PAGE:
For those immigrating from outside of Europe, it feels abhorrent to learn about a government-imposed “license fee” on TV owners. As someone flying in from the U.S. and having roots in India, I was shocked to learn about this archaic practice still being upheld, especially in a developed country.
In the United Kingdom, the TV license fee — costing £157.50 annually, is a legal requirement imposed on any household that watches or records live television, regardless of on which equipment: TV, computer or smartphone. However, the fee itself largely funds only BBC.
In this techno-savvy world of streaming apps embracing subscription-based models and TV channels relying on ad revenue, the concept of TV license sounds obsolete in itself, let alone forcing the public into paying a repressive fee for nothing.
There are some good reasons to do away with the practice in 2020.
Digital technology and evolving funding models
Numerous services and even cable TV channels that were ad-funded, have already transitioned to subscription and app-based funding models, keeping up with the digital world.
Moreover, it’s a win-win. Technological advancements have made delivering streamable content over the internet far more cheaper and reliable for both the provider and the consumer.
Streaming further bypasses miscellaneous broadcasting fees, legislation, censorship requirements, and cuts out dependence on middlemen: cable providers.
Zero tangible benefits
After centuries of consumerist conditioning by competitive markets upselling various products that provide promising features and measurable benefits to buyers, one can’t help but wonder what does a hefty £13 monthly “license fee” even grants the consumer? Merely a permission to watch live TV in a developed, democratic, ‘free’ society.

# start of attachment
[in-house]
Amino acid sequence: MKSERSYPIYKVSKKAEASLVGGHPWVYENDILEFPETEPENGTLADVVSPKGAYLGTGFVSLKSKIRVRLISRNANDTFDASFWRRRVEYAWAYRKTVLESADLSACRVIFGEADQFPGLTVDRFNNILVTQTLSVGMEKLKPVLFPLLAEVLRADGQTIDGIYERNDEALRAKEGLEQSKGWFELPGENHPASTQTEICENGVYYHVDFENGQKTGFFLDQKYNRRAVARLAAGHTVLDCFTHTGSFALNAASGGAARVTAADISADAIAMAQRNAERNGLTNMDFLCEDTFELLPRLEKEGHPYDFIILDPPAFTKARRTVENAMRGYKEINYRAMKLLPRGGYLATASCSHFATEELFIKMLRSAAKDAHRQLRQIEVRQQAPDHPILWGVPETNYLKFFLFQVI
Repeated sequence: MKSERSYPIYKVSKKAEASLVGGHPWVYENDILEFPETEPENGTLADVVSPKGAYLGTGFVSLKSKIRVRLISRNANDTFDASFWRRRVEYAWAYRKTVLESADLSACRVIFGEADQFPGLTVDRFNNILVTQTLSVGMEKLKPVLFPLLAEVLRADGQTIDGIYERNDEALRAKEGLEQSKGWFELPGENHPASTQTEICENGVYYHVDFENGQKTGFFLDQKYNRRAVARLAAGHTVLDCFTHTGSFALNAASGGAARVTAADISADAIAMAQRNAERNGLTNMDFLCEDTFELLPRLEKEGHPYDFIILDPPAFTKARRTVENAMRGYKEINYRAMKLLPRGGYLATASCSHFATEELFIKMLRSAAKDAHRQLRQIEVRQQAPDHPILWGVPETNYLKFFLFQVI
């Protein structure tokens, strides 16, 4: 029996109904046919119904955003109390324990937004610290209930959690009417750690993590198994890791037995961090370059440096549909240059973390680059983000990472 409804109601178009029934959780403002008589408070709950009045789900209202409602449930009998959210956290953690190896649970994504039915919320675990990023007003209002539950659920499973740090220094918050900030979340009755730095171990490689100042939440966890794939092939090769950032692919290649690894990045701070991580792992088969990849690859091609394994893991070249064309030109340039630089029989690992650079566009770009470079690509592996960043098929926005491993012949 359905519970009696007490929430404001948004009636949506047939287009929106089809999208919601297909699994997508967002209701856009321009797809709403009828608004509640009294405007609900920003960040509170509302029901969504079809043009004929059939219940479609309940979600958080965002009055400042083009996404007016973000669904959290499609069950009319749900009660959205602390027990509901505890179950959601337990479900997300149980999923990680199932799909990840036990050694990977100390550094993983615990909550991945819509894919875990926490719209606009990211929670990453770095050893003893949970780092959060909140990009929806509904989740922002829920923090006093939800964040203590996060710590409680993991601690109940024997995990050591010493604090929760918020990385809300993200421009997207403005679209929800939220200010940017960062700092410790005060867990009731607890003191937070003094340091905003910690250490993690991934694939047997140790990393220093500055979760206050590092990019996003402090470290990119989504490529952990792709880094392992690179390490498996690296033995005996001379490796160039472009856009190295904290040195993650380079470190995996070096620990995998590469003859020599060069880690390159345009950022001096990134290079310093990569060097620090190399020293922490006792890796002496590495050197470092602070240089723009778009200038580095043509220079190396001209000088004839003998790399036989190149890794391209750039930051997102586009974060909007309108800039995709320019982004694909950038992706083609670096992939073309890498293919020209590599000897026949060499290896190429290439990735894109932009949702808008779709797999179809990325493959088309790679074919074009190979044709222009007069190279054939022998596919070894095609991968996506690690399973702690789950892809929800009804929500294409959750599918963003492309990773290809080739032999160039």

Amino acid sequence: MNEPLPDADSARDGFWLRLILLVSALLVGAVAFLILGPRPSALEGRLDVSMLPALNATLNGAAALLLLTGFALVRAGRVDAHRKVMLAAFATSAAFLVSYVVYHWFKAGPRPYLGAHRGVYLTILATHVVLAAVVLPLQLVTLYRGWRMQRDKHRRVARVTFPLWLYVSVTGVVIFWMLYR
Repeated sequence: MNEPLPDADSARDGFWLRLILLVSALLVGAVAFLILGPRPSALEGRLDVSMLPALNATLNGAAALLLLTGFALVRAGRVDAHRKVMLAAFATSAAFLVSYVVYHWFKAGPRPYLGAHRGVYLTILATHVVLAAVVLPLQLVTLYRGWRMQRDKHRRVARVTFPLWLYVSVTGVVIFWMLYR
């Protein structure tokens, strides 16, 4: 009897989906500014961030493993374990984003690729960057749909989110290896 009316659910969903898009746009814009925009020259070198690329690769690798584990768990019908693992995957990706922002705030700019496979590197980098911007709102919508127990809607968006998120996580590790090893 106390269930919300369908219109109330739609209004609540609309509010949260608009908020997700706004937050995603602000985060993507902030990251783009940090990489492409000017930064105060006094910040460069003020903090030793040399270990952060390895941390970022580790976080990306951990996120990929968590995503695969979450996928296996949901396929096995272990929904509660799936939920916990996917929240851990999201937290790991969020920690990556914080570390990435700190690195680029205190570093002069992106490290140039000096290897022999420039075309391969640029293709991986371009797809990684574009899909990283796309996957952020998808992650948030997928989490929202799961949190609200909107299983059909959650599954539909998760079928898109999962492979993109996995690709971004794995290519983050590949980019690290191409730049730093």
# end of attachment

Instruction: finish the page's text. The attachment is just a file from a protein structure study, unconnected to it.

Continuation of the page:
Contrast this cost with phone plans in Britain starting at £5 a month, and the cheapest Netflix plan priced at £5.99 — both of which provide substantial service to consumers.
Moreover, the whole “license fee let you watch live TV” argument is a paradoxical smokescreen. Almost all of the TV channels are already funded by ad revenue and retransmission fees. TV license largely funds BBC alone — regardless of whether you watch BBC or not.
You must pay a fee for watching live TV, which has nothing to do with live TV!
BBC isn’t what it used to be
An organisation once largely entrusted by the British public for upholding its uncompromising standard of unbiased reporting and ‘fair’ coverage of world news has gone downhill in the last decade. Numerous reports have sprung up in recent times accusing BBC of inaccurate and one-sided coverage on sensitive issues, making them no different from any other media outlet — ad-funded or owned by political oligarchs.
Public shouldn’t be compelled into paying for a service that they do not use, no longer need and most importantly, no longer trust.
For a democratic society in a developed world, blessed with freedoms of press and speech, and for a digitally advanced population that learns QWERTY well before the English alphabet, imposing such a cost hampers free flow of information.
As if tightly controlling TV transmission in the name of licensing wasn’t enough, the fee is particularly repressive for older and poor people. The government does let over 75s get a ‘free license’ after they explicitly apply for it, the fee still needs to be paid by those over 65, and those who are poor.
If the old, the poor and those without the means can receive information virtually at no cost over the radio and the internet, why should they be paying to the government for doing so over TV?
It’s true you do not need to pay the license fee if you purely use streaming services for watching pre-recorded shows not being shown on live TV, but that still doesn’t rationalise having to throw money at a repressive tax which grants the society nothing.
TV license is a concept with remnant echoes of autocracy in it. It’s a dent in the face of what a liberal and democratic society should look like, which sparks a bigger debate. The issues we dealt with in 1923 which led to the fee’s inception were very different and have long been resolved today — which begs the question, what’s in a “TV license?”
© 2020. Akshay “Ax” Sharma. All Rights Reserved.